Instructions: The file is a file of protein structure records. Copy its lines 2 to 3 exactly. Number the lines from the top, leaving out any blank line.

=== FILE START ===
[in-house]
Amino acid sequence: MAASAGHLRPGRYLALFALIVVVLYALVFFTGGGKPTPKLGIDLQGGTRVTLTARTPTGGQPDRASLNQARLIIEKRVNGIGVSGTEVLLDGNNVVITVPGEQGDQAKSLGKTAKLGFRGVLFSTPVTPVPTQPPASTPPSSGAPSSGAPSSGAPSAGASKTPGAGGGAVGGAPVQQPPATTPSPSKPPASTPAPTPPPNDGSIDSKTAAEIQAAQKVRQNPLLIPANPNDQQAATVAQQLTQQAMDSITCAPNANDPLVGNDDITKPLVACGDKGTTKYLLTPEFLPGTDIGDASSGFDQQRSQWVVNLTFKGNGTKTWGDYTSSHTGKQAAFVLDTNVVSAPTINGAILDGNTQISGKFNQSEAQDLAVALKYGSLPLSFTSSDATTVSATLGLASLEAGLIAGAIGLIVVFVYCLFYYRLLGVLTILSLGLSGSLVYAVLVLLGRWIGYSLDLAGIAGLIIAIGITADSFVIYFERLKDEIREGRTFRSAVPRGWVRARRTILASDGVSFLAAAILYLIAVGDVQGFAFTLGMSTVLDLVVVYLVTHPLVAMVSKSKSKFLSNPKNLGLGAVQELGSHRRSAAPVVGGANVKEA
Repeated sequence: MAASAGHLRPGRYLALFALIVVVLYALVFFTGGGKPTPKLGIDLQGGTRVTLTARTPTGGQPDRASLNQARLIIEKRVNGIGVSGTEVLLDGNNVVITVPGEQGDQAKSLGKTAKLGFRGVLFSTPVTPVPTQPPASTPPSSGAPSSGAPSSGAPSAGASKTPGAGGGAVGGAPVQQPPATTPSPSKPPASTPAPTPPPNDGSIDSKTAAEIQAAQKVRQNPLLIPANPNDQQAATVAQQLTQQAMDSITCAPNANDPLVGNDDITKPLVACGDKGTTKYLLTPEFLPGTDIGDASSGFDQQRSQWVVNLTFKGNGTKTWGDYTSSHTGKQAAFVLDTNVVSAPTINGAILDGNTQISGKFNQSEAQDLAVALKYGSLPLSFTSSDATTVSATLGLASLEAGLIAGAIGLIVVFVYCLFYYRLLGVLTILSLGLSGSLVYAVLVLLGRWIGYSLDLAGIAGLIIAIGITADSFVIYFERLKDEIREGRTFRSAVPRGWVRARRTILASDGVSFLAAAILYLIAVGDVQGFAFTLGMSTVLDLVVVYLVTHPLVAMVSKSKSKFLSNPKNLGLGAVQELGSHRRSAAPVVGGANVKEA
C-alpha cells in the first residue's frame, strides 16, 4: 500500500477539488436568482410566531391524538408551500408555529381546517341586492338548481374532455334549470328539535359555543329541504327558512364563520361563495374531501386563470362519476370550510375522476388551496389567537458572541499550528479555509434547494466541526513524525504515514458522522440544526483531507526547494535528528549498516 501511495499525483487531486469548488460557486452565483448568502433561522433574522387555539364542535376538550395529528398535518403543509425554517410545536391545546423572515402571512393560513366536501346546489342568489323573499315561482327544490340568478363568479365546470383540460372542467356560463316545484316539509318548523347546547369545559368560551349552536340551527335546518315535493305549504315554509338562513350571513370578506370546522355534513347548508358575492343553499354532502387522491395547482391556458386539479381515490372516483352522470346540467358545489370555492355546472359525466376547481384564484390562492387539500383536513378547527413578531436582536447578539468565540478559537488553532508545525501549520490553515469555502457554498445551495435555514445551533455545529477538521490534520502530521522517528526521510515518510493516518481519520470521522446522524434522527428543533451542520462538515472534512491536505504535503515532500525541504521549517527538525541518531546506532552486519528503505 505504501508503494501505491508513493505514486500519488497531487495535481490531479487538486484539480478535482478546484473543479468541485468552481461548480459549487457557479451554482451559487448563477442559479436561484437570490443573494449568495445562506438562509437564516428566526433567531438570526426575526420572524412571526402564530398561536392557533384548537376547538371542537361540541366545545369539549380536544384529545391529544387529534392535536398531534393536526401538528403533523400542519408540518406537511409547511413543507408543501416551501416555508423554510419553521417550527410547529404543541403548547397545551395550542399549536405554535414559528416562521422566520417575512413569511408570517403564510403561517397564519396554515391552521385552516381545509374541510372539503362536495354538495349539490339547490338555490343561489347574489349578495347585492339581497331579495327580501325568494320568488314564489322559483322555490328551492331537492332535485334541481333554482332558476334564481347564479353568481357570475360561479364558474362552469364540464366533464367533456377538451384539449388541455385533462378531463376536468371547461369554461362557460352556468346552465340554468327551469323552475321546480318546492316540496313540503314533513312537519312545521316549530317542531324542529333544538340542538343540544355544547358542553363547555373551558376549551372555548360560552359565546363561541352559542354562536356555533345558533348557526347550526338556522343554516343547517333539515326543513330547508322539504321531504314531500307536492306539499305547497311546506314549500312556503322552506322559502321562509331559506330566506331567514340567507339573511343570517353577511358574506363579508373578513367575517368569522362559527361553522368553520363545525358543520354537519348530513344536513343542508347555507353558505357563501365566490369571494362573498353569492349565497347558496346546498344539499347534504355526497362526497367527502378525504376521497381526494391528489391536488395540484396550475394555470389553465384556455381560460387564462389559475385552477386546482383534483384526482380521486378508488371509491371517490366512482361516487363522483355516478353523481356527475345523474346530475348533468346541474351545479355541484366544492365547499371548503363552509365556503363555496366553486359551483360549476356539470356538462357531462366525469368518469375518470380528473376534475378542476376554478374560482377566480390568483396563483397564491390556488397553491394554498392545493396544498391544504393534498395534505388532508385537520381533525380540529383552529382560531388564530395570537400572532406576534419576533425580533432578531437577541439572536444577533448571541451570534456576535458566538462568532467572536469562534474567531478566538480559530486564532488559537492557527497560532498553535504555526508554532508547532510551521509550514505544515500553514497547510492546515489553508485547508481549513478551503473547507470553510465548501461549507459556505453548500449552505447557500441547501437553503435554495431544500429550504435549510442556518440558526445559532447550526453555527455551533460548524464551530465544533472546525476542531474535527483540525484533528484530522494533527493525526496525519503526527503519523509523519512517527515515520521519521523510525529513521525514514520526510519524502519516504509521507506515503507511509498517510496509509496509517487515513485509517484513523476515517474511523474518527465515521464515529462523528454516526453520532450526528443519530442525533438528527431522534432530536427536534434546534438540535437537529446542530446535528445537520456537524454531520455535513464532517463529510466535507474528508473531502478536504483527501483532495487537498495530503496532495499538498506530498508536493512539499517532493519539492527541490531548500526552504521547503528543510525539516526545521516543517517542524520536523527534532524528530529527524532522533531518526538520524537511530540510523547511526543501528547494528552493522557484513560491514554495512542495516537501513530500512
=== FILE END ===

Amino acid sequence: MAASAGHLRPGRYLALFALIVVVLYALVFFTGGGKPTPKLGIDLQGGTRVTLTARTPTGGQPDRASLNQARLIIEKRVNGIGVSGTEVLLDGNNVVITVPGEQGDQAKSLGKTAKLGFRGVLFSTPVTPVPTQPPASTPPSSGAPSSGAPSSGAPSAGASKTPGAGGGAVGGAPVQQPPATTPSPSKPPASTPAPTPPPNDGSIDSKTAAEIQAAQKVRQNPLLIPANPNDQQAATVAQQLTQQAMDSITCAPNANDPLVGNDDITKPLVACGDKGTTKYLLTPEFLPGTDIGDASSGFDQQRSQWVVNLTFKGNGTKTWGDYTSSHTGKQAAFVLDTNVVSAPTINGAILDGNTQISGKFNQSEAQDLAVALKYGSLPLSFTSSDATTVSATLGLASLEAGLIAGAIGLIVVFVYCLFYYRLLGVLTILSLGLSGSLVYAVLVLLGRWIGYSLDLAGIAGLIIAIGITADSFVIYFERLKDEIREGRTFRSAVPRGWVRARRTILASDGVSFLAAAILYLIAVGDVQGFAFTLGMSTVLDLVVVYLVTHPLVAMVSKSKSKFLSNPKNLGLGAVQELGSHRRSAAPVVGGANVKEA
Repeated sequence: MAASAGHLRPGRYLALFALIVVVLYALVFFTGGGKPTPKLGIDLQGGTRVTLTARTPTGGQPDRASLNQARLIIEKRVNGIGVSGTEVLLDGNNVVITVPGEQGDQAKSLGKTAKLGFRGVLFSTPVTPVPTQPPASTPPSSGAPSSGAPSSGAPSAGASKTPGAGGGAVGGAPVQQPPATTPSPSKPPASTPAPTPPPNDGSIDSKTAAEIQAAQKVRQNPLLIPANPNDQQAATVAQQLTQQAMDSITCAPNANDPLVGNDDITKPLVACGDKGTTKYLLTPEFLPGTDIGDASSGFDQQRSQWVVNLTFKGNGTKTWGDYTSSHTGKQAAFVLDTNVVSAPTINGAILDGNTQISGKFNQSEAQDLAVALKYGSLPLSFTSSDATTVSATLGLASLEAGLIAGAIGLIVVFVYCLFYYRLLGVLTILSLGLSGSLVYAVLVLLGRWIGYSLDLAGIAGLIIAIGITADSFVIYFERLKDEIREGRTFRSAVPRGWVRARRTILASDGVSFLAAAILYLIAVGDVQGFAFTLGMSTVLDLVVVYLVTHPLVAMVSKSKSKFLSNPKNLGLGAVQELGSHRRSAAPVVGGANVKEA